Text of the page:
The Montana Supreme Court recently held that there is no duty to conduct a reasonable search when a title insurer prepares a preliminary title commitment. Phipps v. Old Republic Nat’l Title Ins. Co., 2021 MT 152 (Mont. 2021). In the case, a couple (“Plaintiff”) acquired parcels of real property, used for ranching, through multiple transactions. The property was physically accessible using certain roads, but the legal accessibility was uncertain, as the public records of the county in which the property was located lacked records establishing these two roads as public roadways. In 2017, Plaintiff entered into an agreement with another couple to sell the property, which was conditioned in part on the provision of title insurance, as well as Buyer’s approval of a preliminary title commitment. A preliminary title commitment was ordered from an abstract company, and due to the lack of records concerning the roads, legal access to the property was listed as an exception to the policy. Buyer was unsatisfied with the commitment and walked away from the deal for the property, despite the county at issue later adopting a resolution declaring the two roads at issue to be public roadways, which resulted in a revised title commitment removing legal accessibility as an exception. Plaintiff filed an action in Montana District Court, alleging negligence, professional negligence, and negligent misrepresentation against the title insurer and title agent. More precisely, they alleged that certain documents in the County Road Books (which are not part of a standard title search) would have shown that the roads in question were, in fact, public roads. Defendants argued, in part, that they had no duty to Plaintiff in preparing a preliminary commitment. The District Court granted summary judgment for the Defendants, and in an “Order on Threshold Legal Issue,” found that relevant Montana statutes “do not impose a duty with respect to the offer of title insurance in a preliminary commitment, thus foreclosing [Plaintiff’s claims].” Plaintiff appealed.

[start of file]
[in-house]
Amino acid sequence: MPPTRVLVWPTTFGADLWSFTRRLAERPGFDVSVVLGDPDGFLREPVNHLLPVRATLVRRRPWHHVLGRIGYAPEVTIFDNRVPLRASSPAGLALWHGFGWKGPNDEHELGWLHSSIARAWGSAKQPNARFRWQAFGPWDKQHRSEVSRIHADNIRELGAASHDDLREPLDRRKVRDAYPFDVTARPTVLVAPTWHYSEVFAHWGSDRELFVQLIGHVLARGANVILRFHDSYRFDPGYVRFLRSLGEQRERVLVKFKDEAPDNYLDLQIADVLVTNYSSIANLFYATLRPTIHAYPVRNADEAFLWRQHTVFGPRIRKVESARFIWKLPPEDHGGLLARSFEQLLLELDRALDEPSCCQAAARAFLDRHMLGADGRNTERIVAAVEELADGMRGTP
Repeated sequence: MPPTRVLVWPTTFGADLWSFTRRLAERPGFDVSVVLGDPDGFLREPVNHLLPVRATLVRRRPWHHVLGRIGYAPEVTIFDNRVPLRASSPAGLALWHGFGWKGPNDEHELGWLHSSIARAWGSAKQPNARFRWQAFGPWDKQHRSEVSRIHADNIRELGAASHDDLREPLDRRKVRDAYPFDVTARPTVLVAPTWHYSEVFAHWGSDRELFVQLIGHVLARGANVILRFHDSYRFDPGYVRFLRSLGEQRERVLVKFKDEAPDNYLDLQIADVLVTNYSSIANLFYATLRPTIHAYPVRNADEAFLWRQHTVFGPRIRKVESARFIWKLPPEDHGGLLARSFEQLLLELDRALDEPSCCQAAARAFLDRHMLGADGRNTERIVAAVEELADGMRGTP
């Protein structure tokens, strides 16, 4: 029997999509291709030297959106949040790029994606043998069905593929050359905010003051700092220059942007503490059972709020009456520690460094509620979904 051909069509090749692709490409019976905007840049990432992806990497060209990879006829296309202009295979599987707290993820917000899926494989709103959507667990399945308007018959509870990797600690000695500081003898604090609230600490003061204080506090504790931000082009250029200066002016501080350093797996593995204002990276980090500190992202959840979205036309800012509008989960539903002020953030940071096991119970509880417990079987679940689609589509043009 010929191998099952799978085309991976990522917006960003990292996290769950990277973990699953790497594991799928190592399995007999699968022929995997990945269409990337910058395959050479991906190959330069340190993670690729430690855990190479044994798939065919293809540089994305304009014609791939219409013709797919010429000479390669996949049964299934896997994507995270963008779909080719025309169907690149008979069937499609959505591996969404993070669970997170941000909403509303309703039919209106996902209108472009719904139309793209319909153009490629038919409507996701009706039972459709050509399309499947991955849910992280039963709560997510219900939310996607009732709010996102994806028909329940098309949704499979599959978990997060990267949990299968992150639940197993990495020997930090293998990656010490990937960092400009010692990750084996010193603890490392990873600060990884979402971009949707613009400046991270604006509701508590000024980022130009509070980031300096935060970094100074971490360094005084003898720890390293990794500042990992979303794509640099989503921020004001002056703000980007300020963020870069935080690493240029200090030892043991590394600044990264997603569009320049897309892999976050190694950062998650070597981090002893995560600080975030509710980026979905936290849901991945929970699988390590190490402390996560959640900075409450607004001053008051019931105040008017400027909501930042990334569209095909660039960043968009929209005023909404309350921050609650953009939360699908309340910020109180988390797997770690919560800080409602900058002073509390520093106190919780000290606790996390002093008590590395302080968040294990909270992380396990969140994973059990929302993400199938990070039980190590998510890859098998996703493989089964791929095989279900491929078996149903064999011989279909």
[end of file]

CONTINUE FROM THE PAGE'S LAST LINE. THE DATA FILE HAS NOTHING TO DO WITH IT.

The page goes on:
The Montana Supreme Court upheld the findings of the District Court. The Court began by tracing the history of title insurance law in the State, finding that for many years, courts found “a duty on the part of the title insurer when it issues a title commitment . . . to base its title commitment and report upon a reasonably diligent title search of the public records. A breach of that duty would constitute negligence.” Malinak v. Safeco Title Ins. Co., 661 P.2d 12 (Mont. 1983). However, the Court found, when the Montana Legislature enacted the Montana Title Insurance Act (“MTIA”) in 1985, it expressly provided that “[t]he rights, duties, and liabilities applicable to the preparation and issuance of an abstract of title are not applicable to the issuance of a preliminary report.” Section 33-25-111 (2), MCA. Based on this, the Court found that “it [was] clear that the enactment of the MTIA removed the common law ground for the particular claims [Plaintiff] has made herein, based upon the preliminary commitment,” including the common law claim elucidated in Malinak. Plaintiff’s argument “regarding the practical importance of the preliminary commitment to real estate transactions [was] well taken, but [the Court] cannot impose duties upon that process as a matter of common law when the legislature has acted otherwise . . . [and] the District Court correctly entered summary judgment.”
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